Volume 2 Supplement 1

ESICM LIVES 2014

Open Access

0597. The relation between intestinal intramucosal ph and stress hormones in pig hemorrhagic shock model

  • M Arai1,
  • S Ito2,
  • Y Kosaka2,
  • M Toda2,
  • M Kuroiwa2 and
  • H Okamoto2
Intensive Care Medicine Experimental20142(Suppl 1):P40

https://doi.org/10.1186/2197-425X-2-S1-P40

Published: 26 September 2014

Introduction

It is known that intestinal intramucosal pH (pHi) is a good parameter of tissue perfusion in critical patients. However, physiological meaning of pHi value related to other physiological parameter, such as stress hormone, is not well known. The purpose of the study is to clarify the importance of monitoring pHi during hemorrhagic shock in pig model. The relation between pHi, oxygen supply and demand balance at intestinal region and stress hormones are discussed.

Methods

The studies were performed on 6 pigs (body weight 25±4 kg). Anesthesia was induced by inhalation of isoflurane 3-5% and after endotracheal intubation, pigs were placed on a positive pressure ventilation. Anesthesia was maintained with pancronium and isoflurane 2%. A catheter was inserted through carotid artery to measure aortic blood pressure and to sample blood. Ringer's Lactated solution was infused throughout the experiment at 10 ml/kg/hr. The pig's abdomen was opened through a midline incision and the electromagnetic flow probe was placed on the root of superior mesenteric artery (SMA). Tonomitor® (Tonometrics) was inserted from antimesentric region of jejunum. A polyvinyl tube was inserted to superior mesenteric vein (SMV) to sample blood.

Protocol: Control data were obtained after 30 min stabilization period (Baseline; S1). Then the pigs were bled gradually and MAP was maintained at 40mmHg for 1 hours (Shock Phase; S2). Pigs were resuscitated with whole blood (Resuscitation Phase 1; S3). Additional 1 hour was evaluated for post-resuscitation phase (S4).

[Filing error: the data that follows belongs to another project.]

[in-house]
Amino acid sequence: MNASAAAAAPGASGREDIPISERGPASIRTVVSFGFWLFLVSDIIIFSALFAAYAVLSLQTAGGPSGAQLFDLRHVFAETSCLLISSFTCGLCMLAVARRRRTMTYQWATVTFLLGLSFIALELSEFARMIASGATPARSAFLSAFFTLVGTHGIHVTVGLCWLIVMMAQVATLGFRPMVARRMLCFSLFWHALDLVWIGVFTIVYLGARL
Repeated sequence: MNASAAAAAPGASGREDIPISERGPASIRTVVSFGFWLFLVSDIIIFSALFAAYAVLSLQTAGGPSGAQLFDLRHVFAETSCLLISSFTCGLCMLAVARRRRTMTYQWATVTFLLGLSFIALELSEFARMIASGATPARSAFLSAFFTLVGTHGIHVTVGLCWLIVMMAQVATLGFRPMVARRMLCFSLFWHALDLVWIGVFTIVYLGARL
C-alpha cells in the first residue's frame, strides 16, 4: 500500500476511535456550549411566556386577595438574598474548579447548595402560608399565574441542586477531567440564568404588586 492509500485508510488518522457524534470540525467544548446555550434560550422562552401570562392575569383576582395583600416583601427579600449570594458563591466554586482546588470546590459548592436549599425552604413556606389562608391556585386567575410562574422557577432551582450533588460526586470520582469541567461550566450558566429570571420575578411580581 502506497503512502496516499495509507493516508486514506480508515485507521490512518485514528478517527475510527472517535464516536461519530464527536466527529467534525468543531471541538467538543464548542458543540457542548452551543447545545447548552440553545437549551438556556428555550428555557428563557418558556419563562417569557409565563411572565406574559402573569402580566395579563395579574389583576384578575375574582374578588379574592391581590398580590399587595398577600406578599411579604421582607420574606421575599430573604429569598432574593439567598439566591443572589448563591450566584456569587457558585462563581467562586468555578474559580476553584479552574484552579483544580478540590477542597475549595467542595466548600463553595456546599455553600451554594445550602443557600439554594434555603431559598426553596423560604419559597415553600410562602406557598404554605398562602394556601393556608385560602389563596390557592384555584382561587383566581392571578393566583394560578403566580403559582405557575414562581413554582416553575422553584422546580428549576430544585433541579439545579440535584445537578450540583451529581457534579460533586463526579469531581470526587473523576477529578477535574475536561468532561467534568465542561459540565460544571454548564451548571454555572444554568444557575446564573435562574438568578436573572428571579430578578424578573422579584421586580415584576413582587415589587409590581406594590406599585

Measurements: Jejunal pHi was calculated by the luminal PCO2, obtained with a balloon tonometer, and arterial bicarbonate concentration. Arterial blood samples were taken for analysis of adrenaline (ADR), noradrenaline (NA), angiotensin II (Ang II) and arterial blood gas. SMV blood samples were taken for analysis of lactate/pylvate acid (sma L/P), and blood gas (PsmvCO2).

Results

At shock phase, SMA flow decreased to 40% from the baseline (p< 0.01) and pHi decreased from 7.4±0.2 to 6.8±0.2 (p< 0.01). The correlation between pHi and other parameters are as follows, pHi vs PsmvCO2; y=-0.02x+8.22 (r2=0.72) (Fig 1), pHi vs smv L/P ; y=-0.02x+7.64 (r2=0.76) (Fig 2), pHi vs ADR (pg/ml); y=-0.09ln(x)+7.74 (r2=0.72), pHi vs NA (pg/ml); y=-0.09ln(x)+7.79 (r2=0.74), pHi vs Ang II (pg/ml); y=-0.11ln(x)+7.71 (r2=0.75).

Figure 1

Figure 2

Discussion

Changes of pHi value during hemorrhagic shock was correlated with PsmvCO2, smv L/P and stress hormones (ADR, NA, Ang II). It is considered that change in pHi show the anaerobic metabolism status of the intestinal tissue which indicate tissue hypoxia of the intestine induced by hemorrhagic shock and increase in sympathetic nerve activity. pHi was strongly correlated to other physiological parameters which indicate that pHi is significance parameter of hemorrhagic shock.

Conclusions

pHi is significant parameter of tissue hypoperfusion and sympathetic nerve activity during hemorrhagic shock.

Authors’ Affiliations

(1)
Kitasato University, Anesthesia and Intensive Care Medicine
(2)
Kitasato University, School of Medicine, Anesthesiology

Copyright

© Arai et al; licensee Springer. 2014

This article is published under license to BioMed Central Ltd. This is an Open Access article distributed under the terms of the Creative Commons Attribution License (http://creativecommons.org/licenses/by/2.0), which permits unrestricted use, distribution, and reproduction in any medium, provided the original work is properly cited.

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